I thought about including this material under beliefs and affiliations, but then realized a separate page was needed. We live in a political climate more polarized and charged with vitriol than I have ever seen in my lifetime. Most people I meet are so entrenched in their political persuasions that discussion is fruitless. Cable news is pure opinion, and one need not even turn on the TV to know in advance what this or that talking head will say on a given topic or issue. Politicians are in continuous campaign mode.
So let me just bottom line it. Jesus is not a Republican or a Democrat. He is not a member of the Tea Party or any other party. He is no one’s poster boy or windup doll. When He was on earth there were zealots who wanted to own Him for their cause, and He repeatedly told them that, My kingdom is not of this world. This has not changed, nor will it ever.
If you are a Bible believing Christian, as I am, you will naturally hold to positions on a few moral issues that are hot potatoes in today’s culture. You are free to hold these convictions and to support whatever candidate you wish, and you really ought to vote your conscience. If you are a preacher or teacher, or even a parent, you need not apologize to anyone for maintaining your beliefs in your home and personal life. You should be ready to give a reason for your faith when questioned (1 Peter 3:15).
But when it comes to social policy we must remember that we do not live under a theocracy. The state does not run the church, nor vice-versa. There are behaviors, for example, that we would hold to be immoral from a biblical viewpoint–such as lying. No one will deny lying is wrong–but it is not illegal. Adultery is wrong morally but it is not technically illegal. When a kid steals a dollar from his mom’s purse we are right to condemn the behavior, even though we do not call the police and have the child arrested.
That being the case it seems best to me to hold to a classic Libertarian position with respect to social policy. I happen to think drunkenness is a sin. But it is not my job or the job of the state to intrude into your personal life as long as you are not breaking a civil law when inebriated by beating up your wife and kids, getting behind the wheel drunk, or giving booze to minors. If you were a member of my church and I knew you were sleeping with your next-door neighbor’s wife, I would definitely confront you and condemn the behavior as immoral. But as a matter of social policy I am not sure it would be practical to pass a civil law forbidding adultery. Immoral, yes. Illegal, no. Even if you were paying the neighbor woman twenty bucks a crack (prostitution, technically), I am not sure the state would need to be policing such things. I would go so far as to say that while I do not support the practice of getting stoned on pot, I am not sure it is practical to criminalize pot-smoking and waste wads of tax money housing and feeding people for blazing up in the privacy of their homes–again, provided they are not breaking an existing law or in some way harming others. Let’s face it, the so-called war on drugs has been a colossal flop.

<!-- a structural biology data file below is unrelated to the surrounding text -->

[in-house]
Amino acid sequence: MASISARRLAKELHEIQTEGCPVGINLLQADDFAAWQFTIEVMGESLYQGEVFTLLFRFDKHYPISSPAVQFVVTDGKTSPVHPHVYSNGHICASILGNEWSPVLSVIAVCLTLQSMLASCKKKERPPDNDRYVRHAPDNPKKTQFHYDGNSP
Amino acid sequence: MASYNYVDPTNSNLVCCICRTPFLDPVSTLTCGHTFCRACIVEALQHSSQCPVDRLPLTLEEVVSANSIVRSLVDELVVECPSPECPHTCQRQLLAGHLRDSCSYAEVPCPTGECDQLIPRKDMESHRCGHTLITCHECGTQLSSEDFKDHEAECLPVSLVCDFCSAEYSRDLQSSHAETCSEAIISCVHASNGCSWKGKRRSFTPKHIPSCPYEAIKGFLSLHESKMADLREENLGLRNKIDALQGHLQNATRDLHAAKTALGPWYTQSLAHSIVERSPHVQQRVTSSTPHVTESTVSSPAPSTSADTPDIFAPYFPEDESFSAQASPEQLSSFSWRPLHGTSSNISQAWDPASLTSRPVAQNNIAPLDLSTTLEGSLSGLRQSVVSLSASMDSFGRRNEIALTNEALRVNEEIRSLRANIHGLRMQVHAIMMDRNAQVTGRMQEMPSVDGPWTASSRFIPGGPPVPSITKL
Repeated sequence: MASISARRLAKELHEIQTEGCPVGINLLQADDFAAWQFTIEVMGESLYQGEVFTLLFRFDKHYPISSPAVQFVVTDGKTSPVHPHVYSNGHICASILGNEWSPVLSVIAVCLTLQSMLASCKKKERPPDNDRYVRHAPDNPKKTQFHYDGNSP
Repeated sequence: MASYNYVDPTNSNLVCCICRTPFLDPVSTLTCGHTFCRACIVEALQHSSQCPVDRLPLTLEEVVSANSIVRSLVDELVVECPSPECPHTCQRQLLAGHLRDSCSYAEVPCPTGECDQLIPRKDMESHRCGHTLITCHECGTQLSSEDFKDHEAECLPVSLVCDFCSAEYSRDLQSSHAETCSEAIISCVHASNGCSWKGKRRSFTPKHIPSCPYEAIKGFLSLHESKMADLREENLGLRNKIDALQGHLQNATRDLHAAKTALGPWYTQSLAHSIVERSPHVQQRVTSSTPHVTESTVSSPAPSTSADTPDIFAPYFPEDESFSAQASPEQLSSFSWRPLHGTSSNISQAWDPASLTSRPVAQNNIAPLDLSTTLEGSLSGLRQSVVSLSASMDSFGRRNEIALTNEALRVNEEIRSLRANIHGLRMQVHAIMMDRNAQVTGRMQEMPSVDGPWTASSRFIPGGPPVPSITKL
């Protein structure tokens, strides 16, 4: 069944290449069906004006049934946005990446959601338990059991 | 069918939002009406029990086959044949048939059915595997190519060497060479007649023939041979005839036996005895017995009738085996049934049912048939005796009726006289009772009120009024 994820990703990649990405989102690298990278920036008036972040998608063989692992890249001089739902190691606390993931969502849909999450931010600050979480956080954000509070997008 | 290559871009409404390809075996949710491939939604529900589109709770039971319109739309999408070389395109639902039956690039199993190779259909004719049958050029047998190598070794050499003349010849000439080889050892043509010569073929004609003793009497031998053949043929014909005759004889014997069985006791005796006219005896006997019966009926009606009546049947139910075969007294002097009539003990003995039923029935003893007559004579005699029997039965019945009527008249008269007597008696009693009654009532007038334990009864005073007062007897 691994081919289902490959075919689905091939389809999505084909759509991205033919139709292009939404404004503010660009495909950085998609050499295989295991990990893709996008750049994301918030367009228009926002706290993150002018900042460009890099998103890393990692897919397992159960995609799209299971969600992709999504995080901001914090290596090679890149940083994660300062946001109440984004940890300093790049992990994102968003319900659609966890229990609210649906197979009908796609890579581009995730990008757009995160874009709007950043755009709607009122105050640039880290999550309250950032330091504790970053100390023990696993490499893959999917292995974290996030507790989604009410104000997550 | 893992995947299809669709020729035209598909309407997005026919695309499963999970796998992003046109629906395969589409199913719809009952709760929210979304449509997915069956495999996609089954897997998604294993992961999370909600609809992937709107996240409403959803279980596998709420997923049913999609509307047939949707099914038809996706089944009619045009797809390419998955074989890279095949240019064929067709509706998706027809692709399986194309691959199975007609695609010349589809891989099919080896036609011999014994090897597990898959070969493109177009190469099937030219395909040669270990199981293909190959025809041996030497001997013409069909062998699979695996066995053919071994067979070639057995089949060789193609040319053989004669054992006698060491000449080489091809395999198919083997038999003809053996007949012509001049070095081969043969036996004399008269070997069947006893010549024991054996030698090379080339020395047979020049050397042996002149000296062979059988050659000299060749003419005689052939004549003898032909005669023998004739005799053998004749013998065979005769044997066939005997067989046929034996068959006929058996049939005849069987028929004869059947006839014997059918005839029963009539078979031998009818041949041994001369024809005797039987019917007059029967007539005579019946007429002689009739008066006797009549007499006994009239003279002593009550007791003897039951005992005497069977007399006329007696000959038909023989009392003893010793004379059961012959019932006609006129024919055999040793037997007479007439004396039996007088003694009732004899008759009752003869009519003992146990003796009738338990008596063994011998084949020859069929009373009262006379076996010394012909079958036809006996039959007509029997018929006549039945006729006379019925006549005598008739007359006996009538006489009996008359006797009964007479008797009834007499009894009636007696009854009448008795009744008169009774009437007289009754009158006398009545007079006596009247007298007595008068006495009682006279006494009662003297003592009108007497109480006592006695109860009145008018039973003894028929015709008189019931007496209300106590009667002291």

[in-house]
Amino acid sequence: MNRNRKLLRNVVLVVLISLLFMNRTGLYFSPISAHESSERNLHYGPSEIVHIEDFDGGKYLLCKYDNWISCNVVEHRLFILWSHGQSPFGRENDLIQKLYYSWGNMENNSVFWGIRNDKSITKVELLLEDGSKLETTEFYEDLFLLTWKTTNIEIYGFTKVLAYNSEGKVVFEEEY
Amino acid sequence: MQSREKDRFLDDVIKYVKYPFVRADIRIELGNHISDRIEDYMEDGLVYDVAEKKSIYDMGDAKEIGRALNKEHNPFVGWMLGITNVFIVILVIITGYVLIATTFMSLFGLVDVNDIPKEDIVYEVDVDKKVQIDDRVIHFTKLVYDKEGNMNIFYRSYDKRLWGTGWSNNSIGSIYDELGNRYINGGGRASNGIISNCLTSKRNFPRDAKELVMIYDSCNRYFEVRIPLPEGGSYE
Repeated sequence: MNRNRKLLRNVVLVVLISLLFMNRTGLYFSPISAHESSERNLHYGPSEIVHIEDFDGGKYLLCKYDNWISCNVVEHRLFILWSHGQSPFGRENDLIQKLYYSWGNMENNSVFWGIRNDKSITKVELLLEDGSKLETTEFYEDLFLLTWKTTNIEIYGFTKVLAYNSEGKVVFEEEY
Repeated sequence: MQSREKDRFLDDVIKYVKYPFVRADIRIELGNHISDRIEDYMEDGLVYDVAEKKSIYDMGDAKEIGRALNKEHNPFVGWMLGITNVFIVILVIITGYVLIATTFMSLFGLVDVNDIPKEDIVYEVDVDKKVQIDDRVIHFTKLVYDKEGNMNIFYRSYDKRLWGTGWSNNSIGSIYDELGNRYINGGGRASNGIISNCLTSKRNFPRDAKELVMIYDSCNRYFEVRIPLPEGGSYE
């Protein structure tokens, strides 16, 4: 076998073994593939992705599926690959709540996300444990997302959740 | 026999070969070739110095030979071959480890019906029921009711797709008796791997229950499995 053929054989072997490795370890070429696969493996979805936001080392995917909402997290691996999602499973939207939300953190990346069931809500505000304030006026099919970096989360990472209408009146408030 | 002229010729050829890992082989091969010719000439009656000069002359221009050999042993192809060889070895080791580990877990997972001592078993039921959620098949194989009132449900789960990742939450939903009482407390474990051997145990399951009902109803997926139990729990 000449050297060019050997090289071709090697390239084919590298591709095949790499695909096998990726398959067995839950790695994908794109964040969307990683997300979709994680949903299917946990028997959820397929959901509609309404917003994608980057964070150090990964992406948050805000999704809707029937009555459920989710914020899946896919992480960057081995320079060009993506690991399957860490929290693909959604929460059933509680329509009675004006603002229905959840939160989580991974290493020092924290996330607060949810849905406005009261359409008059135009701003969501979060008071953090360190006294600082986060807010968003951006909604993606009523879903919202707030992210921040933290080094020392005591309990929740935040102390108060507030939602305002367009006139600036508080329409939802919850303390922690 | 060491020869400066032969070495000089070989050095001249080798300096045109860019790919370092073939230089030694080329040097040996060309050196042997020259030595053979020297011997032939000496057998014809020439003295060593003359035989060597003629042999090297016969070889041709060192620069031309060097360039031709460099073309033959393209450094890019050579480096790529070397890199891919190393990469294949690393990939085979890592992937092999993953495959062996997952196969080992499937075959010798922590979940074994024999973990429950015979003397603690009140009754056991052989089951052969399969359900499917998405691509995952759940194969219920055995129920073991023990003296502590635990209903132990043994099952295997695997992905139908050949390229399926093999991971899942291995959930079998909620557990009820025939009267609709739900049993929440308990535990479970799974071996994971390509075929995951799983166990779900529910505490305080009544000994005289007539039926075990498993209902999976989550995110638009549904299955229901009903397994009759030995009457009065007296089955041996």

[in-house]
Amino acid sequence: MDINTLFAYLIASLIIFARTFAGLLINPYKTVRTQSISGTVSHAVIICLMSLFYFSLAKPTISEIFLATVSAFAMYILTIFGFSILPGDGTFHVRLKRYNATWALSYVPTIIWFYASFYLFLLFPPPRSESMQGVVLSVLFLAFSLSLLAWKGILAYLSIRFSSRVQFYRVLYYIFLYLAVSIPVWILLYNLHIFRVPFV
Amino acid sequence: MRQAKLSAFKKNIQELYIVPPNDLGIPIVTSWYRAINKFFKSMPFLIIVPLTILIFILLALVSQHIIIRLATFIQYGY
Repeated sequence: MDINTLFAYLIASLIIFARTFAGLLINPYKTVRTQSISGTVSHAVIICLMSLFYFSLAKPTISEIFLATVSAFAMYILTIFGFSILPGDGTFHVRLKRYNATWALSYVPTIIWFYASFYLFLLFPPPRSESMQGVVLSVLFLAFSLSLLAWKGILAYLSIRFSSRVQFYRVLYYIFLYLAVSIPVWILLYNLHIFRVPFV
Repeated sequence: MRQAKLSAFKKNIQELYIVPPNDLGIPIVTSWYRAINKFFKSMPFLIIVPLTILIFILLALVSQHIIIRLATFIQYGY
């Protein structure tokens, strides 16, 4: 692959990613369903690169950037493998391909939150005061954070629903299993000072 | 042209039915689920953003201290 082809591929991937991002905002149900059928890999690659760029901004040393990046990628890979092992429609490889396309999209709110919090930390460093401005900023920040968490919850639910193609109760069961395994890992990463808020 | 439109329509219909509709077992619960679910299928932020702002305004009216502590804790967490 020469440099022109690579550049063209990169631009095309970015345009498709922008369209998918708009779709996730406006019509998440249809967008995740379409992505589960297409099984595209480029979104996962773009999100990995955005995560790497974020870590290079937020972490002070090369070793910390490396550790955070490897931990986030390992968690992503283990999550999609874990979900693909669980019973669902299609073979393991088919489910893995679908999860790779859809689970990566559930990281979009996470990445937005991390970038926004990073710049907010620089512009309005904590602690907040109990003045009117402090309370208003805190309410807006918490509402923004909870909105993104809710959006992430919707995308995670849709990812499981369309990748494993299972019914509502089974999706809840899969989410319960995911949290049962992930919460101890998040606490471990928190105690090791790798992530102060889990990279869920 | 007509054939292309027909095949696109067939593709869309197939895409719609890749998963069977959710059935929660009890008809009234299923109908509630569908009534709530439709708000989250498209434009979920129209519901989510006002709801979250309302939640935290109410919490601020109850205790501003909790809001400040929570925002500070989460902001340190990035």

This Libertarian philosophy carries over into my beliefs around foreign affairs, military action, and social reform. It is not government’s role to be Big Brother to the world. Military action is justified only when there is a direct threat to the safety of the nation and its citizens. From what I see in Scripture the role of government is to protect and reward those who obey the law and to punish those who break the law. Period. It is not the role of government to provide services from cradle-to-grave. No one is entitled to anything from the government.
Having said all this I would like to clarify something for the reader who might not share my religious and political views. This is a bible-based Christian site. I make no attempt to hide this or apologize for it. The First Amendment of our constitution allows me to share my beliefs and views openly in this forum. I do not attempt to purposely offend anyone, but I do recognize that offense is inevitable when we discuss biblical moral themes. When I interact with people in the community at large I make every effort to be gracious and at peace with all, for this is the guiding biblical principle we should all try to live by. I will not attempt to push my religion on you, although I will share with anyone who is interested in listening. I will listen graciously to you if you share ideas with me that run counter to Scripture, even though I might know there is not a chance that you will ever change my mind. If you are a law-abiding fellow citizen then you are my neighbor and I will try to treat you the way I would want to be treated. Live and let live.
But just remember: when you come into the swordroom you are on my turf. I will speak my mind, and you are welcome to respond with comments, questions, and disagreements.